Lower Priced Competition is Gaining Share

What can you do to compete & win?


I recall the early 1980s when leading brokerage firms had a tough choice to make.  RE/MAX was gaining traction and brokers were entering an era they had not experienced before—that of strong price competition for their best agents. The choice was stark. Keep splits where they were, invest heavily in agent services and probably lose share or meet the new split levels, retain agents and cut costs, or conversely add significant numbers of new, lower-producing agents to make up for the decline in gross margin? Most large firms chose the latter.

Today, many of those choices remain the same. Strong, lower-priced competition (those paying higher splits or capping company revenue contributions) are gaining share and brokers are faced with reducing costs (and agent services) or increasing agent services, trying to retain gross margin. In all likelihood, they will still lose some share to the lower-priced competition. Complicating these decisions are the loss of revenue and earnings from mortgage, title and other settlement services brought on by the various regulatory bodies that now say that what was acceptable is now not acceptable. Many brokers gave ground on their gross margin due to earnings from these core services over the past 15 years and now find it difficult to regain previous levels in today’s market.




Some leading brokerage firms are entering new businesses, such as residential property management, commercial brokerage, and property casualty insurance. Each has its plusses and minuses, but all take time to build to a level where the earnings from such endeavors can make up for the loss in settlement services. Others are getting serious about corporate lead generation and conversion where they can generate a higher margin business through their brokerage. Many others are pursuing a significant reduction in fixed costs, such as space and personnel where such assets are not directly related to the production of sales.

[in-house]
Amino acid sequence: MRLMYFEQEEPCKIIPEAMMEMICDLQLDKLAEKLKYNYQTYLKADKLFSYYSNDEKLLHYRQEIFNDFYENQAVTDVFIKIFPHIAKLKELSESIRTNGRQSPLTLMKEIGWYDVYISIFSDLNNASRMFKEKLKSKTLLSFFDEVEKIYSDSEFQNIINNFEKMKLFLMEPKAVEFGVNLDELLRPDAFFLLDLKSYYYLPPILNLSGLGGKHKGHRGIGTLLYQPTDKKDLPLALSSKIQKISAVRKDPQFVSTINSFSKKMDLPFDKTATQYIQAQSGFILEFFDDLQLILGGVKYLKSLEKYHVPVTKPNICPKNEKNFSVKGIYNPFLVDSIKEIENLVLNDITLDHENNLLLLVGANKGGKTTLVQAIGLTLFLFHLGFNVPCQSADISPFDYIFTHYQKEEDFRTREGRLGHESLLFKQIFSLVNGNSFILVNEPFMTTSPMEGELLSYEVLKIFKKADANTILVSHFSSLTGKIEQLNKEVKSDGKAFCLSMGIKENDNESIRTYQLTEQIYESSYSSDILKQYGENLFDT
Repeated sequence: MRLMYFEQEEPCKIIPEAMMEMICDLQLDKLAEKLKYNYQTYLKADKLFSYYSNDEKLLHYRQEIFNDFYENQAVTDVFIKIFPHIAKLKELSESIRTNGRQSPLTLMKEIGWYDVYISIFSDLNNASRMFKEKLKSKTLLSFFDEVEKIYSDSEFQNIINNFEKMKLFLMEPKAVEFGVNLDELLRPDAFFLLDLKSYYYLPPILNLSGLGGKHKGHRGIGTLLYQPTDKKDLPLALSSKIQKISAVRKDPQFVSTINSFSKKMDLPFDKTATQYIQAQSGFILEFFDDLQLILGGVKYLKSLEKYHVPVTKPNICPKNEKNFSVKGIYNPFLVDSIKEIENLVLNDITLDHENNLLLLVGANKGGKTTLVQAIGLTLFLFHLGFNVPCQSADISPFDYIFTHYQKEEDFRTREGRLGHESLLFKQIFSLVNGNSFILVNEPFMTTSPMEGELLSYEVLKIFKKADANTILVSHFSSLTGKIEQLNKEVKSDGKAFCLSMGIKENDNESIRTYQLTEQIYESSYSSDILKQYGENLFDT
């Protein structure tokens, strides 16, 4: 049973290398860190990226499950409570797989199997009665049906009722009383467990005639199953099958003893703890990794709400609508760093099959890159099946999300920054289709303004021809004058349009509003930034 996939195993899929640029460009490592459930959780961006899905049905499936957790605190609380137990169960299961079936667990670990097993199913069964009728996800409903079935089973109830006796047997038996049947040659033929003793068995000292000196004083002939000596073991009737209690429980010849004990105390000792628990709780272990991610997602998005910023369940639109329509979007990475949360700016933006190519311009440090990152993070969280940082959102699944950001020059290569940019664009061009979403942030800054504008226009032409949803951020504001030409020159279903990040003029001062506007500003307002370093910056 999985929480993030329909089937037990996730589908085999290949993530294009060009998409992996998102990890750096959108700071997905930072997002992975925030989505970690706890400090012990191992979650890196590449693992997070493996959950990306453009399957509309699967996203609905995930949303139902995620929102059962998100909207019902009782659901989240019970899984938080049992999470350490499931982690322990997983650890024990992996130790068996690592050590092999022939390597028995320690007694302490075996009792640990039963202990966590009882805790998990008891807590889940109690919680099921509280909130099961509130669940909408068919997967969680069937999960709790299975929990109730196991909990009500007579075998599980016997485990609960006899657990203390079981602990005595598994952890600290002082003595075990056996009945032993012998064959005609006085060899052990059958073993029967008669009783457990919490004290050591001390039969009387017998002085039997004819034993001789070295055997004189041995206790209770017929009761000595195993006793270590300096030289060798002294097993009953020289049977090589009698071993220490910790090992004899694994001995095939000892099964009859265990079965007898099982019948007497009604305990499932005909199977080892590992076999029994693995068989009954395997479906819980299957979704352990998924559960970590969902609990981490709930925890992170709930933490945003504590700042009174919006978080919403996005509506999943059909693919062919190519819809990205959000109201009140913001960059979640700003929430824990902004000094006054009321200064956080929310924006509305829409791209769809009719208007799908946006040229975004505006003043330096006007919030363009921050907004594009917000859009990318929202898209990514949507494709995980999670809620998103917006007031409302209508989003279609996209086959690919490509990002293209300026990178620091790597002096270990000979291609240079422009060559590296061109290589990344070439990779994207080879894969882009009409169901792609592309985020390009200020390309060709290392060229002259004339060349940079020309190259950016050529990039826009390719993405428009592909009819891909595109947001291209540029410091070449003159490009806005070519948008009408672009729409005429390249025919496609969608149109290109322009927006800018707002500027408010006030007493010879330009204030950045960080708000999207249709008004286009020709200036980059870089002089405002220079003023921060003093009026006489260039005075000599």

Each of these strategies has its plusses and minuses. Some can produce immediate positive results to the earnings of the firm, and some take much longer to produce a meaningful difference. This much is true, the decline of gross margin has been underway since the early 1980s and is not likely to stop. In Canada, the typical gross margin is nearly 16 percent more than the 19.5 percent average in the United States. The likelihood it will decline further is higher than the likelihood that it will increase.



There are those who have not given much ground on shifting more revenues to the agents and who have strong, profitable companies. It takes a strong stomach to place more emphasis on strong culture, accountability to standards and profitability than to focus on size and market share. Just like so many high-end luxury goods and services providers, it is harder to prove value than it is cut price as a way of growing. Mercedes-Benz will never be the largest car seller in the world, but they are certainly among the most profitable, as an example.

The main point is that all brokerage firms are coming to grips with this environment in their way, and they chose from some of the strategies we have listed here. However, the decision is no different than it was 35 years ago–value or share? Having both is going to get much more difficult in the years ahead.

This article originally appeared in the October 2015 issue of the REAL Trends  Newsletter and is reprinted with permission of REAL Trends Inc. Copyright 2015.

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